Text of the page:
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Doctor's advice - Going nuts over lump

Published:Saturday | February 13, 2010 | 12:00 AM
  • Q. Doc, I am really frightened. I am a 20-year-old guy and I've noticed a painful lump near my testicle. Maybe it's caused from the fact that I got hit down there in an accident around two weeks ago. But I am fretting it might be cancer, because several people have told me where cancer of the testicle is common in young guys. I have made an appointment to consult a doc, but I have not seen him yet. When I spoke to him on the phone, he said something about having to do an ultrasound test. But what is that? Is it a test for cancer? And is it painful? Also, do they have to put their hands on the testicles? I am not sure I could face that because I think I would be too embarrassed.

    A. Let me deal with your worries one by one.

    First, there is the question of cancer. Your friends are quite right in saying that testicular cancer is at its commonest in young guys. In fact, the peak age is 20 to 30. This is a big contrast with other types of cancer, which mostly affect older people.

    However, testicular cancer does not cause pain, at least in the early stages. It just causes a lump.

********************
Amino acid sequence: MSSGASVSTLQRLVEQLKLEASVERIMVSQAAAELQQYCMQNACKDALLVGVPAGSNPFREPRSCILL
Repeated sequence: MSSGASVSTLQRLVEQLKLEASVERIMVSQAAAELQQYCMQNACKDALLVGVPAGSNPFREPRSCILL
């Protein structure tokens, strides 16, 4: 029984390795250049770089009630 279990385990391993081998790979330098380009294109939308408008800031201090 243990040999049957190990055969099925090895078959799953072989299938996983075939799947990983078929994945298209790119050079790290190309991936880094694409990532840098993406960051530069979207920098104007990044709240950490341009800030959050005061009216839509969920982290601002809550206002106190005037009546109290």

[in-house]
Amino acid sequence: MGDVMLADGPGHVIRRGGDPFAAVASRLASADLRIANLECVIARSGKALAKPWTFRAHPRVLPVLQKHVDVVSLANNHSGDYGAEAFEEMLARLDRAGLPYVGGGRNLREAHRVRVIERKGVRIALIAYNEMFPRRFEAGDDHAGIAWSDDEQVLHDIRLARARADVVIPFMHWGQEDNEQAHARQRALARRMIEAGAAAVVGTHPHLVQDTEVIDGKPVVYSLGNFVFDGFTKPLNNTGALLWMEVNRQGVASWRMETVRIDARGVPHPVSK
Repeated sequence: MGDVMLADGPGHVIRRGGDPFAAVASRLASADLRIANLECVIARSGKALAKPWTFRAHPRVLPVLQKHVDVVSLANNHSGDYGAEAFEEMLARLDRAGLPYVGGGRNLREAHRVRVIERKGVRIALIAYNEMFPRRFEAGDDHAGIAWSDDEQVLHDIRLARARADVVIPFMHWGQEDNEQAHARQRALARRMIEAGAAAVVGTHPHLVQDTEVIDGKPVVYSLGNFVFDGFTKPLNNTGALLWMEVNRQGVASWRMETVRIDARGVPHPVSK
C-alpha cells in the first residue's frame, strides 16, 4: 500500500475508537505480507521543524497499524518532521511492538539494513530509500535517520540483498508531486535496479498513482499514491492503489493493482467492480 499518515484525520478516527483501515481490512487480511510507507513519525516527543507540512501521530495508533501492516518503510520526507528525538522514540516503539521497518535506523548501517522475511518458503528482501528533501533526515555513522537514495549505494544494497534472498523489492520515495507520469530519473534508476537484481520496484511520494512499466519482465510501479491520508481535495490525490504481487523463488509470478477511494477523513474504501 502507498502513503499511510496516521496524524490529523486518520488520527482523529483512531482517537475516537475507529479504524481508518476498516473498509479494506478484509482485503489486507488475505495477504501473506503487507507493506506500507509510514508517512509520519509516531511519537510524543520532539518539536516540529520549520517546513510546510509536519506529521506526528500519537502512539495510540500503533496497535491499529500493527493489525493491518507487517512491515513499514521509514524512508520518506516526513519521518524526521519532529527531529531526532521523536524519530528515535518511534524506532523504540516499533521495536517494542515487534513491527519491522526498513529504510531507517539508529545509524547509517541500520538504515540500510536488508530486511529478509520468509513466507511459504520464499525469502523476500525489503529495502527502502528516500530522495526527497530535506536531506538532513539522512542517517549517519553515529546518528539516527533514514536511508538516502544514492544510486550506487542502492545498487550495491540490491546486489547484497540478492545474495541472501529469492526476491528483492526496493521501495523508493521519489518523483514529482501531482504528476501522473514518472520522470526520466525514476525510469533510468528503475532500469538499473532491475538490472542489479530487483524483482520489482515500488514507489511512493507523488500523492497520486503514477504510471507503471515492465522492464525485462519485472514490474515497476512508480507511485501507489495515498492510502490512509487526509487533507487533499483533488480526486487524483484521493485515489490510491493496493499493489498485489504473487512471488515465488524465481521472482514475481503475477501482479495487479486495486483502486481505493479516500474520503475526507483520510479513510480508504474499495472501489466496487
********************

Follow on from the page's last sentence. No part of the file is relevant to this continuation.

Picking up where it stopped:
So it is much more likely that your painful lump was caused by the hit you got. I would make an educated guess that what you've got is haematoma. These are common.

    A haematoma is a kind of internal bruise, which is liable to occur after someone has been hit hard by something. It may feel like a tender swelling. It is very likely to occur in the scrotum, immediately after the guy has been struck in that region.

    I may be wrong about this being just a haematoma, so it is essential that you see that doctor! You must understand that no matter how embarrassed you are, the doctor will have to examine your testicles. And this means that you must take off your pants and your undershorts, and lie on a couch, so he or she can check you out. Do not fret. I am sure the physician won't hurt you.

    After examining you, he will have a better idea about what is happening in the scrotum. On the phone, he mentioned to you the possibility that you might have to have an ultrasound scan. That is a good idea!

    You don't have to worry about the ultrasound examination either. It is just a type of scan in which they don't use X-rays. Instead, they use ultrasound waves. These are sound waves, although you cannot hear them.

    They are totally painless. However, again, you do have to remove your trousers and undergarments, and lie on a couch. The person who is operating the ultrasound machine will put a sort of sensor against your scrotum.

    This will enable him to see a picture of your testicles on a monitor. From that, he should be able to diagnose your lump with certainty.

    As I said earlier, my best guess is that this lump will turn out to be just a haematoma. If so, you won't have to take an operation. Instead, the blood which is in the haematoma will gradually be absorbed by the body, so that the swelling will slowly disappear over time. However, make sure that you see that doc - and try not to be embarrassed.